Individualized Concentrated Value Portfolio

First, individualized means that all my clients’ accounts are kept separate with their investments. You may think that your broker does the same thing by keeping your portfolio separate, but what I am talking about is the actual investments.

When you hold investments in mutual funds or ETFs with your broker, your money is combined with other investors and your performance can be hurt by the other investors adding or deleting from their accounts. When my firm invests in, say, ABC company, each client actually holds the shares of ABC company.

For example, when we buy $10 million of ABC company, each one of my clients that meet certain investment criteria will receive a certain number of shares based on a 6 percent value of their account.

In other words, my clients actually own small pieces of the companies that we buy as opposed to shares in a mutual fund. My team and I have devised a comprehensive system so that each client’s account is invested very close to my own personal account.

I also make a concentrated portfolio for my clients. The portfolio is considered concentrated because I will not invest in more than 15 to 18 different companies.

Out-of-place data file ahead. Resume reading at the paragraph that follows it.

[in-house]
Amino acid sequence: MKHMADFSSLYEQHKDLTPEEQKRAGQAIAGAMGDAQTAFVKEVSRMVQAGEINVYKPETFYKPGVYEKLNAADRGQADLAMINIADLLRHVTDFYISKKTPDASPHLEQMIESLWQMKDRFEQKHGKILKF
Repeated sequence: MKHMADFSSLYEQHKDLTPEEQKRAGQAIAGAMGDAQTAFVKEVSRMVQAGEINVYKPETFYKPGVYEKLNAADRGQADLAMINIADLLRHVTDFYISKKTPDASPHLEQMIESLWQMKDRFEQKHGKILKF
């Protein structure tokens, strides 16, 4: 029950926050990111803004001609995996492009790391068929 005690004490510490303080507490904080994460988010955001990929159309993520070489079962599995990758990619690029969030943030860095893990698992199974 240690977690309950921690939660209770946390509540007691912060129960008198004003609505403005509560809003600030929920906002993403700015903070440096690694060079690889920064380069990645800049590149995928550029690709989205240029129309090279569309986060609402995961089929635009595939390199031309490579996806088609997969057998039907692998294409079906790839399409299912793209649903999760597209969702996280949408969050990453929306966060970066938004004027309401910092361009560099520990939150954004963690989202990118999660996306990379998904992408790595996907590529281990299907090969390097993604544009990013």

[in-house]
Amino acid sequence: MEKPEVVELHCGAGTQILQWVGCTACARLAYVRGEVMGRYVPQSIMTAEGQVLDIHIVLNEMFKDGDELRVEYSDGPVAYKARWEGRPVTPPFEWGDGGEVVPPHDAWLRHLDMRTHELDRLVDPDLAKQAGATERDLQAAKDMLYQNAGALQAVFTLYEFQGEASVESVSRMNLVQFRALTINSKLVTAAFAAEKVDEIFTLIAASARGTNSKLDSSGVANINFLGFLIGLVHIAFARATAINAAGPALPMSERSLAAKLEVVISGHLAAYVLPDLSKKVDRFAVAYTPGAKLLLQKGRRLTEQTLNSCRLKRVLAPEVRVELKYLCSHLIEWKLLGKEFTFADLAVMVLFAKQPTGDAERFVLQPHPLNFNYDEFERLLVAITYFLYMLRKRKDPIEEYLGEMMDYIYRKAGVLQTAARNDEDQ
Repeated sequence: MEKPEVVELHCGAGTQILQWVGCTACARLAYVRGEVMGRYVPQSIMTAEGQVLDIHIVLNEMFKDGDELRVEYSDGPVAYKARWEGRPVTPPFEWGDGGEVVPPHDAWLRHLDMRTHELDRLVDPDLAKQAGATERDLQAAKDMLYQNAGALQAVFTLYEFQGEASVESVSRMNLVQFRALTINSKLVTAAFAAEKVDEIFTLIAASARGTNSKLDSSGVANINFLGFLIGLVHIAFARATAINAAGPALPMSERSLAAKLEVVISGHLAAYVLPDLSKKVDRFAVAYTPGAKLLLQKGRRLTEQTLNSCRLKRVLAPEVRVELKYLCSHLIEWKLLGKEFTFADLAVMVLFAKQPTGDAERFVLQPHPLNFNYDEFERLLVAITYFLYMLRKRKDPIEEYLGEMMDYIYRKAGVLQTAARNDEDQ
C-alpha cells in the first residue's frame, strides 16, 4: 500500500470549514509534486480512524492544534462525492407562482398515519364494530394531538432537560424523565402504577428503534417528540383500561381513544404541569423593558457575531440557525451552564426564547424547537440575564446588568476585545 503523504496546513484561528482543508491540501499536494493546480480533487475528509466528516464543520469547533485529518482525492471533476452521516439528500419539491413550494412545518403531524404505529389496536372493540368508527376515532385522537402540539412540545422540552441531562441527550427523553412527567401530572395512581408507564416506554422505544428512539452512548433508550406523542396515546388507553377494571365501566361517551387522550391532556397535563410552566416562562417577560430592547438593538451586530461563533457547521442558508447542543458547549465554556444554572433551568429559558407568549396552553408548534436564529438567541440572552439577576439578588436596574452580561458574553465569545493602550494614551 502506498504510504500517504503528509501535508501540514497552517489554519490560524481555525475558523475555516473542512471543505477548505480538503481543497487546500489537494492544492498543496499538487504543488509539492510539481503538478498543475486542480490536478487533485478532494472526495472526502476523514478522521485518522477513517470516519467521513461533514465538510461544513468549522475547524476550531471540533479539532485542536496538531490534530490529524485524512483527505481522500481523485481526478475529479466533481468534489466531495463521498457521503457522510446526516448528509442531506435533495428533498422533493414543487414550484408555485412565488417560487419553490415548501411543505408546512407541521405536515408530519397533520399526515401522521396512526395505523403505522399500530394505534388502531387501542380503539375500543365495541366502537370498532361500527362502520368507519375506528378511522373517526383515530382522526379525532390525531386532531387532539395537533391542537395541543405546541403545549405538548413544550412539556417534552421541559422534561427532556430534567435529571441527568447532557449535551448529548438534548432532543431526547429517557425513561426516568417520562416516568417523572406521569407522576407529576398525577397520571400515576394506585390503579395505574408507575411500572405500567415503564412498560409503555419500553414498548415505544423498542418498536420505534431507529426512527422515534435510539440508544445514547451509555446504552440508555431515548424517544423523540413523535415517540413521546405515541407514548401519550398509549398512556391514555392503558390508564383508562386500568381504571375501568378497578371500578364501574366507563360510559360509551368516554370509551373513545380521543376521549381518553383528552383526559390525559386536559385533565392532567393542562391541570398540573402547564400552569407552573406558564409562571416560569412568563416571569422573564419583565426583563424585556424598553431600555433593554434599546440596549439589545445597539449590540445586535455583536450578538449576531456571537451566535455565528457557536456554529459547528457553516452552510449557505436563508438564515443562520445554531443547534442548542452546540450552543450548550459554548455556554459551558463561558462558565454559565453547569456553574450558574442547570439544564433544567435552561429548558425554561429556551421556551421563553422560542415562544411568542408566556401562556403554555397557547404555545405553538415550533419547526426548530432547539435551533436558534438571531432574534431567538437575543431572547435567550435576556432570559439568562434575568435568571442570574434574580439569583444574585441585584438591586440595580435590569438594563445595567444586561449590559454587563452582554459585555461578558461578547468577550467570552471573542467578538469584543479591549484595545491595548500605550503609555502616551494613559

This may seem risky to the average investor, but there is actually a financial formula that states 15 companies give the investor the best return with the least amount of risk. If you would like this formula, please contact my firm and we will send it to you.

It is also important to make sure that these 15 companies are invested in different industries, such as energy, technology, pharmaceutical and banking, just to name a few. And my firm watches the concentration of any one company to make sure it does not become excessive or over-concentrated.

The last part of our strategy is the value of what we buy. If you have read my columns and newsletters or listened to me on the radio or TV, you would know some of the fundamentals we look at to make sure we are getting value for our investments.

Very briefly, we look at the valuation ratios, such as what we pay for the earnings, sales, book value and cash flow of the company. If the company pays a dividend, you want to understand the earnings the company uses to pay that dividend and how much is left over to continue to run and grow the business.

Do you have a question or a company you would like us to take a look at?
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